On the Rocks, Hampstead Theatre, London
You know what happens when good friends go on holiday
Sunday 06 July 2008
Who needs enemies when you've got pals like D H Lawrence? Amy Rosenthal's enjoyable new biodrama On the Rocks is a serio-comic group portrait that homes in on the novelist's maladroit attempt to create a utopian literary community in Cornwall during the First World War. This is when he and his German wife Frieda – having fled not only her homeland but also her children and first husband – moved to the remote village of Zennor and invited their friends, the writer Katherine Mansfield and her editor-husband John Middleton Murry, to rent the cottage next door.
We see Ed Stoppard's indefatigable Lawrence scorning the aggression of the war and the local xenophobic persecution which his spouse is encountering. Simultaneously, his ivory tower of an idyll is being shot to hell because of his bullish egocentricity and vitriolic temper. He commandeers the other couple's kitchen every night and holds forth at supper. Spouting his credo that male friendships are somehow on a higher plane, he is predominantly interested in bonding with Nick Caldecott's nervously pliant, tweedy Murry. Tracy-Ann Oberman's garrulous Frieda is left to distract Charlotte Emmerson's Mansfield from her writing. Not one for social niceties, Lawrence thinks nothing of manhandling his wife between courses.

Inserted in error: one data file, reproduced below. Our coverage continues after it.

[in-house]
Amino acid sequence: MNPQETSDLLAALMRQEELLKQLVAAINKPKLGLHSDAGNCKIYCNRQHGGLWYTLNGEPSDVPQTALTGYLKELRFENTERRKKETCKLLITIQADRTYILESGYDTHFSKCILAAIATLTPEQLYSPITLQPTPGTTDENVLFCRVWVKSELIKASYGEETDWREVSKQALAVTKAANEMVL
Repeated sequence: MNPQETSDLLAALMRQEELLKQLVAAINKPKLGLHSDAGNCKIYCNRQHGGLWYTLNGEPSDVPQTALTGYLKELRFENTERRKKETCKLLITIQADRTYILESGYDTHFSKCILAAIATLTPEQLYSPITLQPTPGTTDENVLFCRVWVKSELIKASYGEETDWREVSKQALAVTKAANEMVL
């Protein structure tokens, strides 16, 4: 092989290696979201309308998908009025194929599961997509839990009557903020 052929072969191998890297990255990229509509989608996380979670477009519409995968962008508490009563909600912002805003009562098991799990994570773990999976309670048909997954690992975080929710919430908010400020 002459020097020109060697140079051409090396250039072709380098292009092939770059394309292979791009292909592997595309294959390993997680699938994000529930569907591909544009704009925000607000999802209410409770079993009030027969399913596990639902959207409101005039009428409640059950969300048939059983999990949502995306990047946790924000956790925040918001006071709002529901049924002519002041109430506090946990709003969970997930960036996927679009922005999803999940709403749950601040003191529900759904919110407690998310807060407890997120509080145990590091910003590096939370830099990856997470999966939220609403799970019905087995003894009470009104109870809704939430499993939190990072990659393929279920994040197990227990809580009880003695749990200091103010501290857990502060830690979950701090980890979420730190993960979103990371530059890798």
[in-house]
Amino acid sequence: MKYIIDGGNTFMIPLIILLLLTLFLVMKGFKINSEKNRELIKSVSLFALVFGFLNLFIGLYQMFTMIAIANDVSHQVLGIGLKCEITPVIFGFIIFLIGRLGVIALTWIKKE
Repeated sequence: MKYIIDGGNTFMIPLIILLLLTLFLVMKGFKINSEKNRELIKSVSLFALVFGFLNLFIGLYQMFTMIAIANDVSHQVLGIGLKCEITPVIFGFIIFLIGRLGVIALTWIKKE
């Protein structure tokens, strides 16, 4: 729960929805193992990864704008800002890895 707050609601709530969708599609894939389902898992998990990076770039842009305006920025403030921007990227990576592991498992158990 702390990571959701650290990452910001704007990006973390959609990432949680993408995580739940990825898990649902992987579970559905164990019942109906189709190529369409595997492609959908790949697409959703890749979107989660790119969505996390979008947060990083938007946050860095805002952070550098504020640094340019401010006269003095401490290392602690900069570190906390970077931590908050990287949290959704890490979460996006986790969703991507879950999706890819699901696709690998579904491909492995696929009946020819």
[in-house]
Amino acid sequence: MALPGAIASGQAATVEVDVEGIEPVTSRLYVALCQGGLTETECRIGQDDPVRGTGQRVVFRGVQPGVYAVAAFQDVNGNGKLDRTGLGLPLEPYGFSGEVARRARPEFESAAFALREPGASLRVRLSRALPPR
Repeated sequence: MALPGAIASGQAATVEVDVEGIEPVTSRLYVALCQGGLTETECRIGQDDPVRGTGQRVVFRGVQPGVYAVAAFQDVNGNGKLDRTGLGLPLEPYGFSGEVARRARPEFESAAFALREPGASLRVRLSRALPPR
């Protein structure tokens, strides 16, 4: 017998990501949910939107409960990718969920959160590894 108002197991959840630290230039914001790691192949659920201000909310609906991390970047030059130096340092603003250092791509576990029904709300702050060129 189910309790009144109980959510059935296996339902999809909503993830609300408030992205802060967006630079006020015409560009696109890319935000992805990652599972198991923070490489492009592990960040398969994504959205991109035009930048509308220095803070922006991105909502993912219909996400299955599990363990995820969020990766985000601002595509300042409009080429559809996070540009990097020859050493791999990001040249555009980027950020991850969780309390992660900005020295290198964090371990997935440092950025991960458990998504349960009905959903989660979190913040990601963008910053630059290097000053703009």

What's remarkable is that, thanks to Rosenthal's robust sense of humour and Stoppard's charisma, you don't end up loathing Lawrence. Clare Lizzimore's production involves a somewhat lumpen realistic set on which the drama occasionally stagnates.
But the whole cast give fine performances. Emmerson's increasingly exasperated Mansfield is quietly nuanced, struggling, as the playwright did, with writer's block. Meanwhile, the gents' wrestling scene is a delightfully farcical variation on the famous fireside tussle in Women in Love. Stoppard's skinny, pugilistic Lawrence huffs and puffs as Caldecott's pusillanimous Murry leaps into his arms like a baby.
Hampstead Theatre, NW3 (020-7722 9301) to 26 Jul
Potter's attempt to create an Essex Taj Mahal was a lovely treattv
Arts & Ents blogs
- 1 Toddler throws a tantrum at the White House – in front of Barack Obama
- 2 Irish people are travelling home from all over the world so they can vote to legalise gay marriage
- 3 Picture of couple posing with beached dolphin 'that later died' causes outrage
- 4 16-year-old girl beaten and burned alive by lynch mob in Rio Bravo, Guatemala
- 5 Witch doctor arrested after forcing newborn baby to walk in Indian village
'We didn't really think we'd get away with it': The astonishing story of how two young Irish men completed an audacious £7m art heist
Game of Thrones rape scene criticised as 'disgusting' by US senator Claire McCaskill who says she's 'done' with show
Beyonce angers fans by pouring expensive champagne into hot tub in Nicki Minaj 'Feeling Myself' video
Eurovision: The worst lyrics in the contest's history from 'your bum is part of you' to 'stay cool in the swimming pool'
Clarkson, Hammond and May Live: Top Gear trio return in – 5 things we learned
As a white man, I'm surprised more women aren't tweeting the hashtag #KillAllWhiteMen
Scotland may have to leave the EU even if it votes to stay in, David Cameron confirms
Report finds that Britain's wages are the most unequal in Europe
The day that Britain resigned as a global power
Almost a third of school pupils believe 'Muslims are taking over our country', study claims
Gay marriage 'Bert and Ernie' cake bakery found guilty of discrimination in Northern Ireland